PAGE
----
Feeding a kitten isn’t as easy as grabbing a bag of cat chow at the nearest convenience store. Growing kittens need as much as three times more calories and nutrients than adult cats. That’s why it’s important to find a good quality food designed especially for kittens. A name brand food, formulated for kittens, is the simplest way to ensure that your kitty gets the proper nourishment without supplements. Also, check to make sure your kitten’s food includes a statement from the Association of Animal Feed Control Officials (AAFCO) displayed on the packaging, ensuring the food is nutritionally complete.
Besides Japan, Cats is also produced regularly in other parts of Asia. The region has hosted numerous English-language productions of the musical, beginning with a tour from 1993 to 1994 when it played in Singapore (with local actress Jacintha Abisheganaden as Grizabella),[248] Hong Kong and South Korea.[249] Cats returned to Asia from 2002 to 2004 when it visited Malaysia,[250] South Korea,[251] Shanghai,[252] Taipei and Beijing;[253][254][255] the 2004 cast included Slindile Nodangala in the role of Grizabella.[254] A touring company visited Asia again between 2007 and 2010, including stops in Taiwan,[205] Macau, and Thailand in 2007;[256] South Korea from 2007 to 2009;[257] China in 2008;[258] Singapore and Hong Kong in 2009 (with Delia Hannah playing Grizabella);[238][259][260] and Manila in 2010 (with Lea Salonga as Grizabella).[261] Cats toured Asia again from 2014 to 2015, making stops in South Korea, Singapore and Macau.[262] Two years later, another international tour was launched and is scheduled to run through 2020, with visits to South Korea from 2017 to 2018,[263] Hong Kong[264] and Taiwan in 2018,[265] China in 2018 (with Joanna Ampil as Grizabella) and 2019,[266][267] and planned stops in the Philippines and Singapore in 2019, and Malaysia in 2020.[267]
Public attitudes towards feral cats vary widely, ranging from seeing them as free-ranging pets, to regarding them as vermin.[208] One common approach to reducing the feral cat population is termed 'trap-neuter-return', where the cats are trapped, neutered, immunized against diseases such as rabies and the feline Panleukopenia and Leukemia viruses, and then released.[209] Before releasing them back into their feral colonies, the attending veterinarian often nips the tip off one ear to mark it as neutered and inoculated, since these cats may be trapped again. Volunteers continue to feed and give care to these cats throughout their lives. Given this support, their lifespans are increased, and behavior and nuisance problems caused by competition for food are reduced.[206]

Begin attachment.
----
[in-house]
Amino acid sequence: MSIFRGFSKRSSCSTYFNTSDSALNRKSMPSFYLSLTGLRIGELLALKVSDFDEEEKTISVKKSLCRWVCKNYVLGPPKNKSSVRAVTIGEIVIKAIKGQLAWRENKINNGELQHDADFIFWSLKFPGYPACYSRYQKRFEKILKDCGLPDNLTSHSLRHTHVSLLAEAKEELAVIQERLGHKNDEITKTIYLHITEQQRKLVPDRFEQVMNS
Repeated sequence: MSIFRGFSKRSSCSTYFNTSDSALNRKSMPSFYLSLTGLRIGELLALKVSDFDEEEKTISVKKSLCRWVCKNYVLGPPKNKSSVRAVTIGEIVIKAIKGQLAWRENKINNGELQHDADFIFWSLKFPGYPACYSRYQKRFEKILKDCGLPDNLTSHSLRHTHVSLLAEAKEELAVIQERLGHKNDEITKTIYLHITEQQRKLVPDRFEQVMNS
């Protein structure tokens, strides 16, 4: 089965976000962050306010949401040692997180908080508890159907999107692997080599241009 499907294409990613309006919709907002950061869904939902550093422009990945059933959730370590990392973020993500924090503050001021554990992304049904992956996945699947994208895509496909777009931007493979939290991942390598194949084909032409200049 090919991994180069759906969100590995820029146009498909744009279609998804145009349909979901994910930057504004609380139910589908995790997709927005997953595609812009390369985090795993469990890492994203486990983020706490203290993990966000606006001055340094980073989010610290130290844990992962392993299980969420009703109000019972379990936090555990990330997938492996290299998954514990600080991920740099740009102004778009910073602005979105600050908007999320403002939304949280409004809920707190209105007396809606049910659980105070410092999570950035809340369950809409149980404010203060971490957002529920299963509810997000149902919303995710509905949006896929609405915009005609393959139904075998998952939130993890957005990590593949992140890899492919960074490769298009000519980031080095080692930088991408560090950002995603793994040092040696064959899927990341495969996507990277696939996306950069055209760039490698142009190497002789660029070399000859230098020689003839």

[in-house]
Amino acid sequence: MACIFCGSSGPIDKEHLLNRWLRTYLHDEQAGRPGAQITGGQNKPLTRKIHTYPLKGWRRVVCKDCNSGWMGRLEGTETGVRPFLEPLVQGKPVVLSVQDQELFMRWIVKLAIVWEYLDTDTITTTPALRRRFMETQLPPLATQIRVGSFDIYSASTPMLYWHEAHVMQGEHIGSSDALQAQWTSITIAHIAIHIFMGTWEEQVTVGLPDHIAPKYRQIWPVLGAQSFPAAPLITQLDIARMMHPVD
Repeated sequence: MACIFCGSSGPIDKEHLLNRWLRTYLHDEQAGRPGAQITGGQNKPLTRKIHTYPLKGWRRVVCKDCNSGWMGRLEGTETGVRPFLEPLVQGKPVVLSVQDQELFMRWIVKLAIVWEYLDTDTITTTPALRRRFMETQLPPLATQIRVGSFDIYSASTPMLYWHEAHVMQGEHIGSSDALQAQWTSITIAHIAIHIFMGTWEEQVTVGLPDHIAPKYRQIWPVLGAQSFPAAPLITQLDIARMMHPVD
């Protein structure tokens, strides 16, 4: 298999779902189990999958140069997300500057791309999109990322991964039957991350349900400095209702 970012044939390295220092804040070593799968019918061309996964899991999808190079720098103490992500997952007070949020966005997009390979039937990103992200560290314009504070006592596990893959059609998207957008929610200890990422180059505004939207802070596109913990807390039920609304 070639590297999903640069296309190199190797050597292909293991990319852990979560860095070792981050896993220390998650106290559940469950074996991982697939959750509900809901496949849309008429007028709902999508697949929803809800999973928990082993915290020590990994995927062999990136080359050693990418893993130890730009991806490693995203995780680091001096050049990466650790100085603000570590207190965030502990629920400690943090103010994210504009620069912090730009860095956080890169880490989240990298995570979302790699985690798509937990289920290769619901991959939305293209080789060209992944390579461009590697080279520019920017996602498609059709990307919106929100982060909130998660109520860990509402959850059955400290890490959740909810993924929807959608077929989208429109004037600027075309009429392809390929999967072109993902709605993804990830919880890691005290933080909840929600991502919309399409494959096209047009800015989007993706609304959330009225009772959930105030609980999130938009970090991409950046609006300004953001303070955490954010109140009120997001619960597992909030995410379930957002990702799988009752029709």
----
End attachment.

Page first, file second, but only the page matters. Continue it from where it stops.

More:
Shortly after the Sydmonton Festival, Lloyd Webber began setting the unpublished poems he had been given to music, a few of which were later added into the show. He also composed the overture and "The Jellicle Ball", incorporating analog synthesizers into these orchestrations to try to create a unique electronic soundscape.[11] Meanwhile, Mackintosh recruited Nunn, the then artistic director of the Royal Shakespeare Company (RSC), to direct Practical Cats. Nunn was an unusual choice as he was considered "too high-brow" for musical theatre,[12] but Mackintosh felt that a "pedigree" director was needed to ensure Valerie Eliot's approval of the project.[13] After much persuasion, Nunn came on board and was joined by his fellow RSC colleagues, choreographer Gillian Lynne and set and costume designer John Napier.[9][14] Nunn initially envisioned Practical Cats as a chamber piece for five actors and two pianos, which he felt would reflect "Eliot's charming, slightly offbeat, mildly satiric view of late-1930's London".[15] However, he relented to Lloyd Webber's more ambitious vision for the musical.[15] Nunn was also convinced that for the musical to have the wide commercial appeal that the producers desired, it could not remain as a series of isolated numbers but instead had to have a narrative through line.[14] He was therefore tasked with piecing the self-contained poems together into a story.[16] Nunn wrote about the significance "Grizabella the Glamour Cat" had on the construction of the narrative:
Make Magical Kitties a rock star on social media and help people discover the amazing world of roleplaying games! When we reach ANY of the milestones listed above, we'll unlock the next Social Stretch Goal. We've already unlocked upgraded character sheets and a digital wallpaper pack for all backers! Go here for detailed instructions on how you can join the team!

Cats are amazing creatures because they make us laugh all the time! Watching funny cats is the hardest try not to laugh challenge! Just look how all these cats & kittens play, fail, get along with dogs and other animals, get scared, make funny sounds, get angry,... So ridiculous, funny and cute! What is your favourite clip? :) Hope you like our compilation, please share it and SUBSCRIBE! Watch also our other videos!


The original concept of a set of contrasting numbers, without a dramatic narrative, meant that each song needed to establish some sort of musical characterization independent of the others and develop a quick rapport with the audience. Such a rapid familiarity and identification of purpose can be achieved through pastiche. But it was only a musical starting point, for the songs in Cats move beyond the straightforward "Elvis" pastiche of Joseph and the Amazing Technicolor Dreamcoat; they are less pointed, more the free workings within a range of chosen styles than direct copies of a specific performer or number. The audience responds to the musical differences, given an initial security provided by the familiarity of recognizable, underlying stylistic generalities.[75]